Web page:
When I first started practicing yoga, my instructor played this song during savasana (rest and reflection at the end of practice), the song hit me so hard that I was nearly brought to tears.  That moment was defining for me wanting to pursue yoga further.  I can’t, for the life of me, find the rendition that I heard that day, but the comfort and impact of the song were there.  This is one of those rare songs that is still so poignant today.

Let’s enjoy the original before we get to the covers (lots of covers… not all good covers, BTW)


SO MANY ARTISTS have covered this iconic song.  While I was researching the song, I found covers done by everyone from Led Zeppelin to Kid Rock… Ann Wilson to Ozzy Osbourne.  Even Cher covered “For What It’s Worth.” Scroll down to see some of the countless covers.

Covers of Buffalo Springfield – “For What It’s Worth”

  • Led Zeppelin

    Led Zeppelin covered “For What It’s Worth” in concert more than once.  This video has recordings of two:” Live at Blueberry Hill” and from a Seattle show in 1975.

  • Stevie Nicks

    One of my favorite singers, you KNOW it’s Stevie Nicks on whatever she sings.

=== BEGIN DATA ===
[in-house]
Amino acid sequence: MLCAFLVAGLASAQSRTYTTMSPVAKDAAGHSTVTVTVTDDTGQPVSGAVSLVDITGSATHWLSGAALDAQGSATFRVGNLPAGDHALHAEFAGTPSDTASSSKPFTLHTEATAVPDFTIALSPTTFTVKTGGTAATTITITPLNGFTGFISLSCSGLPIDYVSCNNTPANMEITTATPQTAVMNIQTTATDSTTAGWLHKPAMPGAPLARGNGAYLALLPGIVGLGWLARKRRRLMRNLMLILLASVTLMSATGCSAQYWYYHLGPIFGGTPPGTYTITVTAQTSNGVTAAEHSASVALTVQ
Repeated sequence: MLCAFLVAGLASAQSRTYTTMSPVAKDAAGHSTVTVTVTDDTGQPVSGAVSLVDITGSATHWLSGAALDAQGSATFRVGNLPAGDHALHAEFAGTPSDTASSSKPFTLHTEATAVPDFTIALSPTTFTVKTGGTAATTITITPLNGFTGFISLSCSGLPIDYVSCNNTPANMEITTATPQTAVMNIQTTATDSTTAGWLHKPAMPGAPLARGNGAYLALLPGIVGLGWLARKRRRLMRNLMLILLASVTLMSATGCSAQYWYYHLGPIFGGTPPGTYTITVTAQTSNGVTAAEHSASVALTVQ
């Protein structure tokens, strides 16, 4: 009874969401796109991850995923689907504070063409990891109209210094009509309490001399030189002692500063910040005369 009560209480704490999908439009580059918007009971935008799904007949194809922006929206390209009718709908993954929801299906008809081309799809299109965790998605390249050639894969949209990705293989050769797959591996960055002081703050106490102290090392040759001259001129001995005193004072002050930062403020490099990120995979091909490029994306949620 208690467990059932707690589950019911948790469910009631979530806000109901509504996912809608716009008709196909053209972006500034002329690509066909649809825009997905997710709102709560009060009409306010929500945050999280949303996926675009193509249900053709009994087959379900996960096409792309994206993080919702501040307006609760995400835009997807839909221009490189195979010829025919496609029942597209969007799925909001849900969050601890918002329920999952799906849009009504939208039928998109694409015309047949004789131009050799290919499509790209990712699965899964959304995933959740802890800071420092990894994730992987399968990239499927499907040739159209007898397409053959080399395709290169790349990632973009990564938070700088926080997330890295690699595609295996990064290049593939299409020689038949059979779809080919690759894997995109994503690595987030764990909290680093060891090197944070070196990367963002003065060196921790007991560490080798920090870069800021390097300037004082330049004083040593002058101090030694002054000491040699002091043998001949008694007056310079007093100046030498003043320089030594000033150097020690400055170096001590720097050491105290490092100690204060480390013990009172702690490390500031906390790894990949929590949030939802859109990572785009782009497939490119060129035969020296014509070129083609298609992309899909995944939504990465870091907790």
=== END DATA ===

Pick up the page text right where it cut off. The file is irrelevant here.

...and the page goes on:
• Ozzy Osborne

    NOPE.  Just warning you… NOPE.  Ozzy’s vocal style is not a strong fit for this song.

  • Rush

    OK… Thank God.  I was thinking, “Please.  Rush has got to do this better than most.”  They did.  Geddy’s voice is still signature, but they didn’t try to change the song’s melody as much as some of these covers and I thank Rush for it… profusely.


  • Ann Wilson

    I was surprised. I think Ann Wilson is simply amazing. I thought she would rock this. She did… but I didn’t really love what she did. Not trying to be a jerk, but her rendition loses the sorrowful aspect of this song. That sorrow is important. She does a quick intro piece before the live performance of the song begins.

  • Kid Rock

    I had no idea Kid Rock covered “For What It’s Worth.”  There’s a lot going on in this at certain points. I’m not really a fan of artists “rocking” this song up.

  • Grace Potter

    I love her voice and style.  If you’re not familiar with Grace Potter and like a blues/ folk/ alternative blend, I highly suggest you check her out.

  • The Muppets

    I am so mad right now.  Not a fan of what they did here.

  • Queensryche

    Well, I did not see this coming.  Huh.  I love Queensryche, but… huh.

  • Cher

    No, you shut up.  Honestly, I think her cover is better than most.  Cher’s country/folk roots lend themselves to this cover. It has a unique style, but Cher didn’t change the song’s bones much.

  • Simple Minds

    Yet again, I did not see this coming.  I was surprisingly happy with Simple Mind’s cover.  I feel like they didn’t jack with the song too much and kept the soul.

  • Wailing Souls


    Wailing Souls are a reggae band.  In searching for all these covers, I was intrigued to hear what a reggae band would do with this song.  Check it out!  What do you think?

    You can check out more of my stories behind the songs on the WCSX Over Easy page.